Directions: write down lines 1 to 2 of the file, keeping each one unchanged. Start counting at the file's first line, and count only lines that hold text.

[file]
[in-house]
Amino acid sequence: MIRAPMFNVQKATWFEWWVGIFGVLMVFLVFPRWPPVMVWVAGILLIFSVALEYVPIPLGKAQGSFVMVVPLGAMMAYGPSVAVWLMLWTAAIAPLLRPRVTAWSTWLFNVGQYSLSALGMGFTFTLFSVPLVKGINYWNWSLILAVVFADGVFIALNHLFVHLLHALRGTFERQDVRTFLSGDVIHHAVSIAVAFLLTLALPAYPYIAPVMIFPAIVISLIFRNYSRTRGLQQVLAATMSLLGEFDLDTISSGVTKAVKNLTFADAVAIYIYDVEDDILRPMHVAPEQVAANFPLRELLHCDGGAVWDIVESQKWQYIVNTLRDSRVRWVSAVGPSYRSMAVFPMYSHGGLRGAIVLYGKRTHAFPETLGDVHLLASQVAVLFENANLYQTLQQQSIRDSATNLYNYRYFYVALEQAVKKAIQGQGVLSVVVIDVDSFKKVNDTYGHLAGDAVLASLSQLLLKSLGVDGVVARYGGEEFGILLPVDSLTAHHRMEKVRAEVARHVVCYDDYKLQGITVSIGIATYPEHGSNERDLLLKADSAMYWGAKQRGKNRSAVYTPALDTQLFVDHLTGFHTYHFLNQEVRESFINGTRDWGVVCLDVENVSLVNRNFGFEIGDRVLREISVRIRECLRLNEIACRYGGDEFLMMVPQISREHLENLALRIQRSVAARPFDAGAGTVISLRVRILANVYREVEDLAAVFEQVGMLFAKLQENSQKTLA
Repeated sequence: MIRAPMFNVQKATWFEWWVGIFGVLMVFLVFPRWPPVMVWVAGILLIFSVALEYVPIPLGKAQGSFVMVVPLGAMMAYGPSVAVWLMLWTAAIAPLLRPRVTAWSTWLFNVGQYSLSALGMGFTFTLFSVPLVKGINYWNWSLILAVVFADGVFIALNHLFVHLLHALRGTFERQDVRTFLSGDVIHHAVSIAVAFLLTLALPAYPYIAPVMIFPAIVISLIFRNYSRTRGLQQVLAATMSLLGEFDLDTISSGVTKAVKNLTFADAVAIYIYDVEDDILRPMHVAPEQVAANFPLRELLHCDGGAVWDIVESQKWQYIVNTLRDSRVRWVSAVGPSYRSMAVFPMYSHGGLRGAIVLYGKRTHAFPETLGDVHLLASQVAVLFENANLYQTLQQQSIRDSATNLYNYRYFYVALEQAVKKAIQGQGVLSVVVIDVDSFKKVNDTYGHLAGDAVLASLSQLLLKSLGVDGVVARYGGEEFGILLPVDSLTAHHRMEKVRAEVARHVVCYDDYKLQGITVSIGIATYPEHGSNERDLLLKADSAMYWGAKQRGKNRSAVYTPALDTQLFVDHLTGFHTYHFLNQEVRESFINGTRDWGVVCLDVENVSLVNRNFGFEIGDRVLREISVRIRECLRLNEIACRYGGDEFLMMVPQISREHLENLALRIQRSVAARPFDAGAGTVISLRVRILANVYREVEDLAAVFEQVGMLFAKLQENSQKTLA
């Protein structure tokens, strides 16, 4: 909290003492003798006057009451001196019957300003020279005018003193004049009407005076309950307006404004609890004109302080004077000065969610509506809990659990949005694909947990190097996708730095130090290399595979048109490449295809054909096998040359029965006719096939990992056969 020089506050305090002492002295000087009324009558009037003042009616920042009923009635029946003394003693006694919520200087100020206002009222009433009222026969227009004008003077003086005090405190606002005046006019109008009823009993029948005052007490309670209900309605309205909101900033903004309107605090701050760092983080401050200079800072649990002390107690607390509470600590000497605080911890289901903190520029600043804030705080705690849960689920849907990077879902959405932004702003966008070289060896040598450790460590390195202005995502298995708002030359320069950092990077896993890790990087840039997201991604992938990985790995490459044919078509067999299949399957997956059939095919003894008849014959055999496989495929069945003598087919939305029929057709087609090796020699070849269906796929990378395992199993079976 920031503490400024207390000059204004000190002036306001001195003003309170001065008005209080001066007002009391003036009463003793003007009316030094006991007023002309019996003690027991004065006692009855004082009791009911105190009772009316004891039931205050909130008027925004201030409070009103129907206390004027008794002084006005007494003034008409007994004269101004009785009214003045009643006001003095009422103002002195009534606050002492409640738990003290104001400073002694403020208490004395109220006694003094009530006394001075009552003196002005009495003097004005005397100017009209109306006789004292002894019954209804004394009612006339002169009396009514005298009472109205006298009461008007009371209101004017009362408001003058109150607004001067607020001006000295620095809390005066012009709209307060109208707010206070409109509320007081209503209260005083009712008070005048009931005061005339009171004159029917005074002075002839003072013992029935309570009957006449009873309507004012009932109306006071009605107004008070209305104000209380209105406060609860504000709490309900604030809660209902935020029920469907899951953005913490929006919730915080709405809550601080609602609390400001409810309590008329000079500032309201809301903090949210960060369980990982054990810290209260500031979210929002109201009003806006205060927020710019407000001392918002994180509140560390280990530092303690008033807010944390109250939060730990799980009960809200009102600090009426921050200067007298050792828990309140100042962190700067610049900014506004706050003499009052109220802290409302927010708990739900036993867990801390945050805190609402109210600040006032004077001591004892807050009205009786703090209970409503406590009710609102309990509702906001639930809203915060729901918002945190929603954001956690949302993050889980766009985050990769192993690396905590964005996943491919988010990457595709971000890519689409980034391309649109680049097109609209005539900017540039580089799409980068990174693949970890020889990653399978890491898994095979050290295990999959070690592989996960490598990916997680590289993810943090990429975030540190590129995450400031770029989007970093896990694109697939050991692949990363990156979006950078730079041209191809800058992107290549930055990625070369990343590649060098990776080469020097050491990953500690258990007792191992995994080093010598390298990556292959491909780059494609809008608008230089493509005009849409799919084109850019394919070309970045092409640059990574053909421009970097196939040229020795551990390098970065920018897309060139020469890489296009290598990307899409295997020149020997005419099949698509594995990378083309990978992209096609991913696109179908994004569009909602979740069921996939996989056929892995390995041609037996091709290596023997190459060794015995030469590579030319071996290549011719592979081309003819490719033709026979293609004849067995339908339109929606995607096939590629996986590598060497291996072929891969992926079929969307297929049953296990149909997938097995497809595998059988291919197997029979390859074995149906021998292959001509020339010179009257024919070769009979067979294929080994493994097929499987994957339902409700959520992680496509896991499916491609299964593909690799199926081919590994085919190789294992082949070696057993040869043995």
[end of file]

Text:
[in-house]
Amino acid sequence: MIRAPMFNVQKATWFEWWVGIFGVLMVFLVFPRWPPVMVWVAGILLIFSVALEYVPIPLGKAQGSFVMVVPLGAMMAYGPSVAVWLMLWTAAIAPLLRPRVTAWSTWLFNVGQYSLSALGMGFTFTLFSVPLVKGINYWNWSLILAVVFADGVFIALNHLFVHLLHALRGTFERQDVRTFLSGDVIHHAVSIAVAFLLTLALPAYPYIAPVMIFPAIVISLIFRNYSRTRGLQQVLAATMSLLGEFDLDTISSGVTKAVKNLTFADAVAIYIYDVEDDILRPMHVAPEQVAANFPLRELLHCDGGAVWDIVESQKWQYIVNTLRDSRVRWVSAVGPSYRSMAVFPMYSHGGLRGAIVLYGKRTHAFPETLGDVHLLASQVAVLFENANLYQTLQQQSIRDSATNLYNYRYFYVALEQAVKKAIQGQGVLSVVVIDVDSFKKVNDTYGHLAGDAVLASLSQLLLKSLGVDGVVARYGGEEFGILLPVDSLTAHHRMEKVRAEVARHVVCYDDYKLQGITVSIGIATYPEHGSNERDLLLKADSAMYWGAKQRGKNRSAVYTPALDTQLFVDHLTGFHTYHFLNQEVRESFINGTRDWGVVCLDVENVSLVNRNFGFEIGDRVLREISVRIRECLRLNEIACRYGGDEFLMMVPQISREHLENLALRIQRSVAARPFDAGAGTVISLRVRILANVYREVEDLAAVFEQVGMLFAKLQENSQKTLA